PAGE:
Do we need ever richer experiences?

On Yammer (which is a terrible platform for discussions, by the way) I was having a discussion about the usage of custom fonts on websites. A visual designer argued that the web was more and more about experiences and that we should do everything in our might to make these experiences as incredible as possible. And today on Twitter (which is a terrible platform for discussions as well, but I really like discussing on Twitter) Johan Ronsse wondered why all evolution in eBook space stopped after the Al Gore book. This tweet and the yammer-message got me thinking. Are richer experiences really what we need? Does evolution mean ever richer experiences?

I think we have been focused on rich experiences too much. Instead of designing our content we have tried to cram our content in something that’s dynamic, or interactive, or whatever you want to call it. Ever since we invented DHTML, Flash and Ajax we’ve tried to present our information as complicated as possible. Animations, fading, transitions, eye candy; all perfect if you have to impress somebody, but not so important if you want to make your good content accessible. I think we focus too much on the impressive layer and forget the fact that we web has many layers (API, HTML, CSS, and yes, JavaScript) that can all be designed.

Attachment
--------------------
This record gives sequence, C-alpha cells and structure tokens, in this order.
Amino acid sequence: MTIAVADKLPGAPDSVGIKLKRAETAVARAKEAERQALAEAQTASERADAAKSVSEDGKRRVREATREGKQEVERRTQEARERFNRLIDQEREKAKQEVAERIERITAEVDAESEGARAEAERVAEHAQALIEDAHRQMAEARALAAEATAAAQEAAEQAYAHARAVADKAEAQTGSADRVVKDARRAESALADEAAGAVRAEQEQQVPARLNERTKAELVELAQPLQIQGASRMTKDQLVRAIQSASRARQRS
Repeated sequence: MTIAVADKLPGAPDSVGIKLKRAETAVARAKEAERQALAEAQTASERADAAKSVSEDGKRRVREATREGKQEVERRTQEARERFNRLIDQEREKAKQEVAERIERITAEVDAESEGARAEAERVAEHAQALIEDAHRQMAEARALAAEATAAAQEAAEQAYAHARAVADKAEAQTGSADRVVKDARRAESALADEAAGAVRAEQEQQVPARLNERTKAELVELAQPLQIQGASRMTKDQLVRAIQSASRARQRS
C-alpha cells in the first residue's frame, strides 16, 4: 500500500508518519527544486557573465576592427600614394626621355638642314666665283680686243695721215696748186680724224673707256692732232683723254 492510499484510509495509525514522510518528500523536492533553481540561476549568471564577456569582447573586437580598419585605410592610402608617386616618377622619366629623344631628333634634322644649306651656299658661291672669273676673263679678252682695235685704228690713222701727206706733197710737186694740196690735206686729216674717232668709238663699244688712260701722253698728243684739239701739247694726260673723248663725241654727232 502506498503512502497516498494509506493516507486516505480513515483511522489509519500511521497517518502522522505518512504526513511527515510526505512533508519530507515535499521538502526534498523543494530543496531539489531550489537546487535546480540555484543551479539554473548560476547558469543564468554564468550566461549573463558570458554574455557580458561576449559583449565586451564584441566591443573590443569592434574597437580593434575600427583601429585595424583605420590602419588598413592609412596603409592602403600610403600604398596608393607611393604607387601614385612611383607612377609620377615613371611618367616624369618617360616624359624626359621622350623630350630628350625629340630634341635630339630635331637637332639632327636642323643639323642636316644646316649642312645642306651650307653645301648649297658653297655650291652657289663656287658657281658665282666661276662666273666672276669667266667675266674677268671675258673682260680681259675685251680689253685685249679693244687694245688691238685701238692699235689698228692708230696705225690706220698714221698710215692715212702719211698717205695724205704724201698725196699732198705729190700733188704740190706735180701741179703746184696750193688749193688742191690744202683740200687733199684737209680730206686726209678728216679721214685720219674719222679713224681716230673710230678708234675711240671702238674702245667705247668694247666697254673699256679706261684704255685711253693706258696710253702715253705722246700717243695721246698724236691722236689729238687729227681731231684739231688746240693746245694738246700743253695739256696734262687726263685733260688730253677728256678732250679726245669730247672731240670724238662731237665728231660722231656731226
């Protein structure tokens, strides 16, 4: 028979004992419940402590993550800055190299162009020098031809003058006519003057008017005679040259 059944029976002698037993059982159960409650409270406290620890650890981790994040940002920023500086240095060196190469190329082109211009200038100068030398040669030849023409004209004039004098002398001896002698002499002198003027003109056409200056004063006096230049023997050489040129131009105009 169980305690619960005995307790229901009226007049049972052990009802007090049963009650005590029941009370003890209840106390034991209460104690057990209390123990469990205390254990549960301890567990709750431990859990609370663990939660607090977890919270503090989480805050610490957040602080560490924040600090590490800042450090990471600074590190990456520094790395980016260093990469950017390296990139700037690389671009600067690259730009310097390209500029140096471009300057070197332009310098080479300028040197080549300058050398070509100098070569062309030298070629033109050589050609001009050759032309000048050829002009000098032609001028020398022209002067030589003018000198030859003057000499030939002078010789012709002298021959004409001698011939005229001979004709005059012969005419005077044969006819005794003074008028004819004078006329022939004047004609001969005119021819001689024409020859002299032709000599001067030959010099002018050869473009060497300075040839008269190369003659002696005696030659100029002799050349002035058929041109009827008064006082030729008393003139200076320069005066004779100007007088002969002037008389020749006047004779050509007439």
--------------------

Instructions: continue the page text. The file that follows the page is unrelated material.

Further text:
The problem I have is that visual designers only seem to care about the very last layer, the experience layer. Or on the web, the JavaScript layer, the layer that adds all the cool shit (and the real performance issues as well). I know I’m exaggerating, I know many designers who do think about structuring the content, about working with CMSes, about the way the content is structured and displayed and experienced on different devices. And that’s a great thing! Because I really think you should not let visually illiterate nerds make design decisions about all these layers. But that is the way we work right now. Designers create wonderful experiences but forget about the fundamentals. As I said in my previous post, you have to understand the theory before you can play. We’ve been playing on the web and with eBooks before we really understood the fundamentals. Design is more than veneer, and a designer is not a stylist. We have to understand the complexity of the material we work with before we make it impressive. And yes, this could very well mean that evolution means that things will be less shiny.